Why Distributed Level Power is Superior to Grid Level Power in 2016 Nigeria

The reasons are straightforward including:

It is immoral to waste what we already don’t have enough of. Even at its best, a transmission grid loses 9%. That waste due to transmission is as high as 30% at times. Power can simply be generated next to the demand centers and injected directly into the distribution system. The distributed system can then be connected once the nation achieves some level of power supply parity.

2. Power is largely needed in about 15 urban centers in Nigeria, with each having some specific power generation advantage. Abuja is close to several Hydro as is Zaria. Kano is a potential fertile hotbed for solar energy as is Kaduna. Lagos have gas to power as well as ocean wind advantages that can be easily harnessed. Aba, Nnewi, Benin and Onitsha Ade next to major gas fields. Why send the power to the grid and make them vulnerable to saboteurs ? If the gas of Warri is powering Warri and throws its residents into darkness when breached the incentive for Warri based militants to damage pipelines disappears.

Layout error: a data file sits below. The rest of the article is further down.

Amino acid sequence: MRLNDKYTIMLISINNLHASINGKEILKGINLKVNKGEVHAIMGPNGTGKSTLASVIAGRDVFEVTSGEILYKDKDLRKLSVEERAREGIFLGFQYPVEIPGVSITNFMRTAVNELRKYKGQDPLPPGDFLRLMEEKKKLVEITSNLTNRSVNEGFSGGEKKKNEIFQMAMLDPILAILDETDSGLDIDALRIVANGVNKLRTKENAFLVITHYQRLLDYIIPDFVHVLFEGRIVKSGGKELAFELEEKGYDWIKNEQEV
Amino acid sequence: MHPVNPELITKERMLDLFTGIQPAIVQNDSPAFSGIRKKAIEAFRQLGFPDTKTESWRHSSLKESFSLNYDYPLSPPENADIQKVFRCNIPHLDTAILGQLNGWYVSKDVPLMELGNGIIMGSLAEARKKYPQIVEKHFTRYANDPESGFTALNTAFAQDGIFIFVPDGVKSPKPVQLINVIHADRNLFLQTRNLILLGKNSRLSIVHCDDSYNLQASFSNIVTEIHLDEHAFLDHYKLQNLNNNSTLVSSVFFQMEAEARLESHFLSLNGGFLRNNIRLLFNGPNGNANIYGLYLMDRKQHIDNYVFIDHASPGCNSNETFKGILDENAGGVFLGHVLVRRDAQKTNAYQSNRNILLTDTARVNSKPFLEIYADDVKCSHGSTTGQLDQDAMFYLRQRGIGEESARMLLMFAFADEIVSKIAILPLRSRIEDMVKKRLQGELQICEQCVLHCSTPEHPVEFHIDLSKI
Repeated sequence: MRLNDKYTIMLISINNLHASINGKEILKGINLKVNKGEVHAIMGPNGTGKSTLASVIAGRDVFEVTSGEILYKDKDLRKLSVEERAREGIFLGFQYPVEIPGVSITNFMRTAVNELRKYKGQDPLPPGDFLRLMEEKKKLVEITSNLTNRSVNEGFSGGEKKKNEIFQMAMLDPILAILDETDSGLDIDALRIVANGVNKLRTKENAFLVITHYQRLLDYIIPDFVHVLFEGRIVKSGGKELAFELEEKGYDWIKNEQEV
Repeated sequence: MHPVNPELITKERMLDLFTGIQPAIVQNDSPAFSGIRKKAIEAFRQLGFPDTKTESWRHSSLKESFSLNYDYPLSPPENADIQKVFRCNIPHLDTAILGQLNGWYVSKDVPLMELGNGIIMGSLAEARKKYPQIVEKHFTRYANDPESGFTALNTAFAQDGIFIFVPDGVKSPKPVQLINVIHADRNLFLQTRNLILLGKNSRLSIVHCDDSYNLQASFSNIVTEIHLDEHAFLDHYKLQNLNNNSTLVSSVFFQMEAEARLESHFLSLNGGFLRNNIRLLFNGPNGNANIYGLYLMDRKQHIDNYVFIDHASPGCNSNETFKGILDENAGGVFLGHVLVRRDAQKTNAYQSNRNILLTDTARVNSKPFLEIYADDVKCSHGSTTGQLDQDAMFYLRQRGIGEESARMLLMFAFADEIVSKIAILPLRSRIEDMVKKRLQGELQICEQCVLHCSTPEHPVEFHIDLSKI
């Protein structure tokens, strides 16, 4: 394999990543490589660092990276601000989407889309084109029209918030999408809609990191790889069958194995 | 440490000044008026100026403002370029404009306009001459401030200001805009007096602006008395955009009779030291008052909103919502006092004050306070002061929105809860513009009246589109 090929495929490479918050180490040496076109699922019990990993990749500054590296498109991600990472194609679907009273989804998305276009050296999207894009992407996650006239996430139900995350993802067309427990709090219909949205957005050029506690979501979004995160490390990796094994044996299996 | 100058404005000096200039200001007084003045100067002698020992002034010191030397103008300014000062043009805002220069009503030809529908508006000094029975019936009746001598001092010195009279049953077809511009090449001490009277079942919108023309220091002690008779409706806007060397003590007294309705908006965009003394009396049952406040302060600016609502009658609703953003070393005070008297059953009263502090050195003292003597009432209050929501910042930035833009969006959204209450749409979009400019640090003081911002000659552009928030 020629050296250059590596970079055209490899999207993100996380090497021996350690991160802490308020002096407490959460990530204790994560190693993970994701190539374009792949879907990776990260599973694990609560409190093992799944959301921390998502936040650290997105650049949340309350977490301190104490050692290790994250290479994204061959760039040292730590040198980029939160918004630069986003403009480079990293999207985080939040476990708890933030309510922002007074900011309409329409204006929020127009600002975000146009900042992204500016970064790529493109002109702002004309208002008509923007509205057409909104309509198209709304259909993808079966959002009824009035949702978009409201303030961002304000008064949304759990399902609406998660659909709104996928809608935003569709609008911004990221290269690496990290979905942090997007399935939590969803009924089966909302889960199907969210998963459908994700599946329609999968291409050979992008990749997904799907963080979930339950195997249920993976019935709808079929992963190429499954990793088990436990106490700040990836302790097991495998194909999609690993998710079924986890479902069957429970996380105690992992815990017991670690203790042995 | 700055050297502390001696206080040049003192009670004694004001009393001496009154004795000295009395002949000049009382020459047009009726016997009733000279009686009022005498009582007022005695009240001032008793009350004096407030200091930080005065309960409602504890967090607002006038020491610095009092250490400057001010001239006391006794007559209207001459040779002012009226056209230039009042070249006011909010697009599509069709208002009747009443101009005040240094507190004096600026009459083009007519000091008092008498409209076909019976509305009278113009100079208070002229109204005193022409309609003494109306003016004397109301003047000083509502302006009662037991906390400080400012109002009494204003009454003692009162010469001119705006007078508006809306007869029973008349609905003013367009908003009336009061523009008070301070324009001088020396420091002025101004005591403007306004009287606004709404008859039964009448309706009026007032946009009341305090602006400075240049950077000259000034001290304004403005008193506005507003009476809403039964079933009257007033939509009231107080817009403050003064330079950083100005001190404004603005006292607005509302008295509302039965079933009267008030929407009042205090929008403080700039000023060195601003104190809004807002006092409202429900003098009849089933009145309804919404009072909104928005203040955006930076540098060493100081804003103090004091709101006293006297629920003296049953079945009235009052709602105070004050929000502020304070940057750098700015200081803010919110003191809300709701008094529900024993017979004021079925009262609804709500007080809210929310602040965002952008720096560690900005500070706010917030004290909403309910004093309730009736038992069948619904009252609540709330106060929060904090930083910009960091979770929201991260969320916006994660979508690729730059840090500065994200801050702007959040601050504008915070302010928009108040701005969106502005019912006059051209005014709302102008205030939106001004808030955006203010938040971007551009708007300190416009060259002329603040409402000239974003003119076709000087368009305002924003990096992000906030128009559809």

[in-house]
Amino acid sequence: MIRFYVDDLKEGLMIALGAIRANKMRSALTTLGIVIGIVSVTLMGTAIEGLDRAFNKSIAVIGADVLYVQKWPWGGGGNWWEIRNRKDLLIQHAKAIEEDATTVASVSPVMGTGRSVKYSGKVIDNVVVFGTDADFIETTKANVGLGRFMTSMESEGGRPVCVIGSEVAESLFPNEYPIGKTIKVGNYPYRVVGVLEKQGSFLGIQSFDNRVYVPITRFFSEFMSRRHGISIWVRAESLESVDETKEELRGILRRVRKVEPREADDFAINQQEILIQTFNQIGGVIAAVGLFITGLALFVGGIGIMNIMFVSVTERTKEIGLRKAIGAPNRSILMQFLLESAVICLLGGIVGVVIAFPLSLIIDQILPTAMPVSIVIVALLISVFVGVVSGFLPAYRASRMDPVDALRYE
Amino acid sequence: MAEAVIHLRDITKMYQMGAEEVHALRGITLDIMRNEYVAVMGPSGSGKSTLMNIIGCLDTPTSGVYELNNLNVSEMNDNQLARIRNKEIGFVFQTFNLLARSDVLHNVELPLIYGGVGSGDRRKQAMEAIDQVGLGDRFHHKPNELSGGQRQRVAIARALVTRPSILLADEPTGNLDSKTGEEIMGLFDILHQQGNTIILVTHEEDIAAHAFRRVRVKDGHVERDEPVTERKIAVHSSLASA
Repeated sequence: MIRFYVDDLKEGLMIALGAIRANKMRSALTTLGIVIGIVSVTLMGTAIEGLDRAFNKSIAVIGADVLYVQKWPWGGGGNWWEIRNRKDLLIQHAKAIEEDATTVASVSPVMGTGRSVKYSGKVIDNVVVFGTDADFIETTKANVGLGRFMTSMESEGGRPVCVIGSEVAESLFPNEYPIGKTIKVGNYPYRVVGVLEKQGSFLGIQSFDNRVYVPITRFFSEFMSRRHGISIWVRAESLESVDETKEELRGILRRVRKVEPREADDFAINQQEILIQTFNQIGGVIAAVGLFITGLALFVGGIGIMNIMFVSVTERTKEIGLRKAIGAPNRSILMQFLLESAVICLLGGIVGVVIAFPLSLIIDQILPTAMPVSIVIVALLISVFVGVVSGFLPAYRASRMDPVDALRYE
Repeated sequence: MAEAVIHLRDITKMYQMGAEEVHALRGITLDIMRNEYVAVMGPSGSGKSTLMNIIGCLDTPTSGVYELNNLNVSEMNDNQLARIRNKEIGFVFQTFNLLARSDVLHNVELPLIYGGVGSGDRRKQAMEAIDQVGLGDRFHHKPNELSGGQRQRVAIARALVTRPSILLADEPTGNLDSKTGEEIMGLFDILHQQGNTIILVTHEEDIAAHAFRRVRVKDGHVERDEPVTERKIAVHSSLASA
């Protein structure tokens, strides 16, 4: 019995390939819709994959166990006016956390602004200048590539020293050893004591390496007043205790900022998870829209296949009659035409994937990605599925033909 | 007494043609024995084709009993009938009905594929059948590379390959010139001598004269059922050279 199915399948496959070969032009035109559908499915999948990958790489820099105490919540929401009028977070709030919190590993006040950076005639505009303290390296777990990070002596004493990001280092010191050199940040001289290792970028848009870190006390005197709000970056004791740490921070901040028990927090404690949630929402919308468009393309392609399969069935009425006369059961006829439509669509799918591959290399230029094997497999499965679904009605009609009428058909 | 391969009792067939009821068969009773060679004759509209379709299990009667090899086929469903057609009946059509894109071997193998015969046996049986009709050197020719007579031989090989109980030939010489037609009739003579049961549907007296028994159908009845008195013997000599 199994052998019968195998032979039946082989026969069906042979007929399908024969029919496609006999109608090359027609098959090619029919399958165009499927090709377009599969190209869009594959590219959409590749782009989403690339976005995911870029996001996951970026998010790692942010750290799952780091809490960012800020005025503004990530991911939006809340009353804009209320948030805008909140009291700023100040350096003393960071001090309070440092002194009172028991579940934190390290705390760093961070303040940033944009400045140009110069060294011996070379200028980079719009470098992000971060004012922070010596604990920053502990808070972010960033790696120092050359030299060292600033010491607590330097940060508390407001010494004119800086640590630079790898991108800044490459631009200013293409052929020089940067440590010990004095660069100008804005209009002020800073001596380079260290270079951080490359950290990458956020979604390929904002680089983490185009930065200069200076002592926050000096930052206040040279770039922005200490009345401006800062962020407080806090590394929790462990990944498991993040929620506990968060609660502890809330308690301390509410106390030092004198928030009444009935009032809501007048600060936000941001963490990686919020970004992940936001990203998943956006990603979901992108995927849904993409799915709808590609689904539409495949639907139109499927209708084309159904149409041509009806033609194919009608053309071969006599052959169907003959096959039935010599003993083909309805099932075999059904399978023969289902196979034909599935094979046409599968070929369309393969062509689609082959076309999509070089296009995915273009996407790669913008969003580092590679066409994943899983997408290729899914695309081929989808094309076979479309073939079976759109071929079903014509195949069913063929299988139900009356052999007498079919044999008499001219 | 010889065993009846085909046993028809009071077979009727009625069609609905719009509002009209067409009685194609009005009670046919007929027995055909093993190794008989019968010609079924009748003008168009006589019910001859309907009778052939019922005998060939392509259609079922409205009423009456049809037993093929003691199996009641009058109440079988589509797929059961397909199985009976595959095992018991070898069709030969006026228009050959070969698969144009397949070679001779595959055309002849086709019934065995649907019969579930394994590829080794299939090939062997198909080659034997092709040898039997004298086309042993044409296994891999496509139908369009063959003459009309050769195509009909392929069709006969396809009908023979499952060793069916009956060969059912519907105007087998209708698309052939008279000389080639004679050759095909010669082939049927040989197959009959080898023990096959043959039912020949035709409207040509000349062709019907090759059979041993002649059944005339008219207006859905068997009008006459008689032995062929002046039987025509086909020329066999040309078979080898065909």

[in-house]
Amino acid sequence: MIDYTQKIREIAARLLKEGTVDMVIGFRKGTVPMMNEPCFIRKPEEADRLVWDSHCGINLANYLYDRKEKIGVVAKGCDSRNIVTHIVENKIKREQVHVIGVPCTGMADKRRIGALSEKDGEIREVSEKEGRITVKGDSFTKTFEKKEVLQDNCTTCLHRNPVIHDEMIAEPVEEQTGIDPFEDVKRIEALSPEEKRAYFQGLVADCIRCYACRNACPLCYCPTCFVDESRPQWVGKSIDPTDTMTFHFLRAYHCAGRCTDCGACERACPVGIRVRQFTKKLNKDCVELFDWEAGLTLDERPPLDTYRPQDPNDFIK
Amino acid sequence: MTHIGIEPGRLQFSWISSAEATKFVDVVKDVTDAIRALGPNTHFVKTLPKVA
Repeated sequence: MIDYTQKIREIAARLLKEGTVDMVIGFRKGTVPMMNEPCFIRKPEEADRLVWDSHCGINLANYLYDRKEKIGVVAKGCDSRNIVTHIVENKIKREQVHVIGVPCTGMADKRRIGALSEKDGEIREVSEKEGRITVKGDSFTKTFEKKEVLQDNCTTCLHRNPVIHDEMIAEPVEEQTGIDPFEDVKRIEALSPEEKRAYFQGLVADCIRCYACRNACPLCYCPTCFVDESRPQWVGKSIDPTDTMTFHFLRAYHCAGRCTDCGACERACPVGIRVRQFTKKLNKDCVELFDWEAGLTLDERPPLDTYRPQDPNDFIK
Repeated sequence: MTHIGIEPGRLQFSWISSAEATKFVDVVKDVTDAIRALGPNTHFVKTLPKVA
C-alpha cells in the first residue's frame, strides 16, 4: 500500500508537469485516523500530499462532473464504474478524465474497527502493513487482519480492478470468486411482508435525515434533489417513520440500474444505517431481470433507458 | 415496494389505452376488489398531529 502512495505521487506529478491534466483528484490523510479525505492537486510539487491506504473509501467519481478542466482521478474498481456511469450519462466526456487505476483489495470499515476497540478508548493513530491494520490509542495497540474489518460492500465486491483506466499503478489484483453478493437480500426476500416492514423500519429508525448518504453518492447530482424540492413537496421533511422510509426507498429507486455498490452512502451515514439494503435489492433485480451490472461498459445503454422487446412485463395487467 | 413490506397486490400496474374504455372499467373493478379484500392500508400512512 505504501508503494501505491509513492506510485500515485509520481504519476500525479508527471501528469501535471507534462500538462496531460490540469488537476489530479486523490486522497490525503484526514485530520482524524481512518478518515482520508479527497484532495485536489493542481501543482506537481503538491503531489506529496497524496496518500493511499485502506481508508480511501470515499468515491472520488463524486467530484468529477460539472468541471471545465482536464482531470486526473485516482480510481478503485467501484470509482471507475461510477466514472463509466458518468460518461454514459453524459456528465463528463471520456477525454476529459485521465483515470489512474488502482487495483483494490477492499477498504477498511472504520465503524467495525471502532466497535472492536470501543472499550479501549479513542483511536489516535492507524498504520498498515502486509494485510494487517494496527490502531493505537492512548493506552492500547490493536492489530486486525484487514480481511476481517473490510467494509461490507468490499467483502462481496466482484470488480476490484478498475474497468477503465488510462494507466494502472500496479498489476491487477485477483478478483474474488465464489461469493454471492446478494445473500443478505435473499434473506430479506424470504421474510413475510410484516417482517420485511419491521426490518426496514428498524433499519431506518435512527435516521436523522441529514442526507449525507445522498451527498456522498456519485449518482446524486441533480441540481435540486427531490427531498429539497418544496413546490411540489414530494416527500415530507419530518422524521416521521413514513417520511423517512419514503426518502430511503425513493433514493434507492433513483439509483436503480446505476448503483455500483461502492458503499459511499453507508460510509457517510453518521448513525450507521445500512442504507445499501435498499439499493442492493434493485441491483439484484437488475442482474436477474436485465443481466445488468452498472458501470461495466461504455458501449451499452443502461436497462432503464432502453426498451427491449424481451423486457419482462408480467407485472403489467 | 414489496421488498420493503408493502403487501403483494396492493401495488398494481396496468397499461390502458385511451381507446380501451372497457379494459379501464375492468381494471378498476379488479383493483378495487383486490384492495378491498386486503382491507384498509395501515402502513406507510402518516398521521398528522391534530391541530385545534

3. Current model discourages private investment in the power sector. I don’t know many businessmen that will invest in producing something when they don’t have visibility to the ultimate user and customer. The power sector in Nigeria today have that unique complication with a series of agencies all heavily indebted like TCN, NEBT Plc and DisCos in between the juice producer (GenCo) and the customer. We must un-complicate this system by tearing the playbook and requiring distributed level power that pioneered by Aba IPP and which is still being prevented from taking off by selfish interests.

4. Incremental power cannot industrialize a nation. Our biggest problem is not that we have 4000 MW cap on generation as it seems but that most of our demand centers in Lagos or Nnewi cannot plan for 10 hours or 16 hours or 20 hours of constant power to drive production. Hence we must send power to where it is needed, city by city basis and seek to increase availability at that micro level instead of pursuing phantom grid level transmission of paltry power.

5. It makes no sense why investment by state actors in partnership with the central government would be discouraged when all hands should be on deck. The current situation where States are disallowed from providing power to their citizens yet are supposedly responsible first for their economies and security stands reason and federalism on its head. If any Minister should know, it should be Hon Mr Fashola given his struggle against federal hegemony in Lagos.

After all if the economy of Ekiti booms because it gets eight hours instead of the one hour average it currently receives because its state invests and distributes power, then Ekiti would be less dependent on Federal allocations and Nigeria wins.